[2] See the article: “Frequently asked questions”, in The Ecumenical Review, vol.55, no.1, 2003, p. 43.

[3] Fr. Ioan Sauca in the article “The Church Beyond our boundaries and the ecumenical vocation of Orthodoxy” identifies three such “categories”; the 3rd one would be “the sacramental economy”. For the 3rd one is also very complex I wanted just to mention it as I don’t have here the space to develop further all these directions.

[4] Related with this point of view Georges Florovsky wrote an article “The limits of Church” in which states that the Cyprian’s theory is right but one must be attentive that the term “in” is very narrowly defined.


churches. So a person who is baptized in the name of the Trinity does not need to be rebaptised but chrismated[1].

            The question of Orthodox self understanding was raised at the beginnings as a matter of self consciousness vis--vis the WCC. This is still the case with many Orthodox and with the Orthodox Church officially as a whole. It is undeniable that for many decades now the Orthodox Church is an integral part of WCC. What would be in this case the Orthodox self consciousness in relation to the WCC?

            It is very clear by now that the relation within WCC between Orthodox and non-Orthodox are always dialectical as the Orthodox feel always as sui generis Christians in relation to the West[2]. This is the sad consequence of the gap between West and East produced by the great schism and deepened by centuries of estrangement and autonomous existence. So if the dialectic between Orthodoxy and West becomes within the WCC a healthy and creative one, Orthodox self-consciousness will emerge as bearing the following characteristics[3]:

  • The orthodox will never depart from their conviction that the Orthodox Church is the Una Sancta. This is due to their faith that the Church is an historical entity and that we cannot seek her outside the tradition historically bequeathed and appropriated. But this is not a property of the Orthodox, it is a reality judging us all (eschatological) and is something that we constantly receive and the Ecumenical Movement is the proper place for such a re-reception which takes place together with other Christians;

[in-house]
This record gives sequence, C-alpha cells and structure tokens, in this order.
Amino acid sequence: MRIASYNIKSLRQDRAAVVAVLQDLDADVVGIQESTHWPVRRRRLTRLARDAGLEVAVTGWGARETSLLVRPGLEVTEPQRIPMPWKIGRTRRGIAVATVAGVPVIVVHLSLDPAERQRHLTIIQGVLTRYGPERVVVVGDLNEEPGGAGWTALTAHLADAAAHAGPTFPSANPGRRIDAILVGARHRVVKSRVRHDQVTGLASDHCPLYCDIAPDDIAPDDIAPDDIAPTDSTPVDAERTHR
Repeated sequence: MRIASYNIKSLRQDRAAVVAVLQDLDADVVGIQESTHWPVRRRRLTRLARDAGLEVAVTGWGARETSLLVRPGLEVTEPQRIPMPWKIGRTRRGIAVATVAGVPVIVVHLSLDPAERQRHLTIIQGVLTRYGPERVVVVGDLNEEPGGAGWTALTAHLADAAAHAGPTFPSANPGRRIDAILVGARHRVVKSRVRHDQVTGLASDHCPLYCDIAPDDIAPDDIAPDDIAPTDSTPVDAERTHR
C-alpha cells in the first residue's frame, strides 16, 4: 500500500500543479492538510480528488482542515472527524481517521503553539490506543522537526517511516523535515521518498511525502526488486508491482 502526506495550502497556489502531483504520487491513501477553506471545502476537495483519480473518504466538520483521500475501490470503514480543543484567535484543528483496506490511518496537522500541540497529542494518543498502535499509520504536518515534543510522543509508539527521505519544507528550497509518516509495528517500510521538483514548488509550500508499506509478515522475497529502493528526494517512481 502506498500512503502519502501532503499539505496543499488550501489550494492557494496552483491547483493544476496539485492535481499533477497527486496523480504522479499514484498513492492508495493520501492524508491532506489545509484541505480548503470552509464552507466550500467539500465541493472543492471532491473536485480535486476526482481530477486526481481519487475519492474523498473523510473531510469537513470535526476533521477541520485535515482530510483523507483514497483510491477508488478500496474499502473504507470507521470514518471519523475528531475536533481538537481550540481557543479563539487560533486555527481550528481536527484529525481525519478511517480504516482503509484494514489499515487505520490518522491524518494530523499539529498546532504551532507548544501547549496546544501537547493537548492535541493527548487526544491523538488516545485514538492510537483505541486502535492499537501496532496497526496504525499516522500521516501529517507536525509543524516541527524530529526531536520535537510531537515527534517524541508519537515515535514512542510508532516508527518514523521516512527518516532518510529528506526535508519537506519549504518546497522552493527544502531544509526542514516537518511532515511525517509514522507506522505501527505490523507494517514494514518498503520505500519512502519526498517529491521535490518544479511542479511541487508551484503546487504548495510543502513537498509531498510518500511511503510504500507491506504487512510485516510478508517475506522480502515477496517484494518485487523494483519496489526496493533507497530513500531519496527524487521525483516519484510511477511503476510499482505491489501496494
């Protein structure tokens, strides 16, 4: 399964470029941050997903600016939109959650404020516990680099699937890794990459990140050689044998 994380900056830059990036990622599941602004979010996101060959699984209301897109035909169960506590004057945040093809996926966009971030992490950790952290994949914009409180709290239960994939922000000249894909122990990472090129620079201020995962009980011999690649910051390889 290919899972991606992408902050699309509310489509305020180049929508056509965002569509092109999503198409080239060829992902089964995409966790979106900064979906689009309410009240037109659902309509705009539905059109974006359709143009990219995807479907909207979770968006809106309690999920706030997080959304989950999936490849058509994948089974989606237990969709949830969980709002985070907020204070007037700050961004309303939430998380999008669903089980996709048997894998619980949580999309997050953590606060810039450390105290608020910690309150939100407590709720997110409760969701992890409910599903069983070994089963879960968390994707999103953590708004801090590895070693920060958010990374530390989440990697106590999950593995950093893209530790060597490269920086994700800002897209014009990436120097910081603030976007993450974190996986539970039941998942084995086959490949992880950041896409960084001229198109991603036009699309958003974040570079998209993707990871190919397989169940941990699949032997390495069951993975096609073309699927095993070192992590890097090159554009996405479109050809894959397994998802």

• The Orthodox will always ask for founding a common vision of the Una Sancta in the ecumenical movement so that the fellowship grows into a common vision and recognition of what the true Church is.
  • With regard to the ecclesiological significance of the WCC, the Orthodox will never accept the WCC as a Church, as a body which can be identified through the marks of Una Sancta[4].
  • So there is work on all sides and none of it is easy or straightforward. But it is vital to try to orient this work in accordance with what the churches actually teach and believe about themselves in relation to the Church. The old slogan of  Life and Work movement used to be that “doctrine divides and service unites”. These days the second part of the slogan is much more questionable than the first: does service really unite? But where doctrine does indeed divide, that is precisely where we must be in full engagement with it.[5]


III. Reactions and future perspectives

In general the reactions to the Final Report were positive. A remarkable document said Heinz Joachim Held-retired bishop of Evangelical Church in Germany[6], an historic opportunity, a plus for the WCC on the way into the future. There were also voices of dissent -Margot Kassmann-Bishop of the Evangelical Lutheran Church of Hanover who affirmed: It is a giant step backwards[7].

            What is very clear, that this document is a challenge for all the member churches but also for the Orthodox. One can observe different and in part contradictory developments in the ecumenical activity of Orthodoxy. Secondly, there is no doubt that in any case the Orthodox churches wish to and can take an active part in ecumenical work. The new ecumenical guidelines from Moscow represent the usually critical position of Orthodoxy today and they also give highest priority to genuine ecumenical theology.

            The work accomplished by the Final report of the Special Commission constitutes a very important step in the discussions that have been going on in the WCC for years but is far from bringing the member churches to the end of their common journey. The decisions of the central committee on the Final Report of the Special Commission require a specific follow-up but there are other challenges and opportunities for the whole fellowship.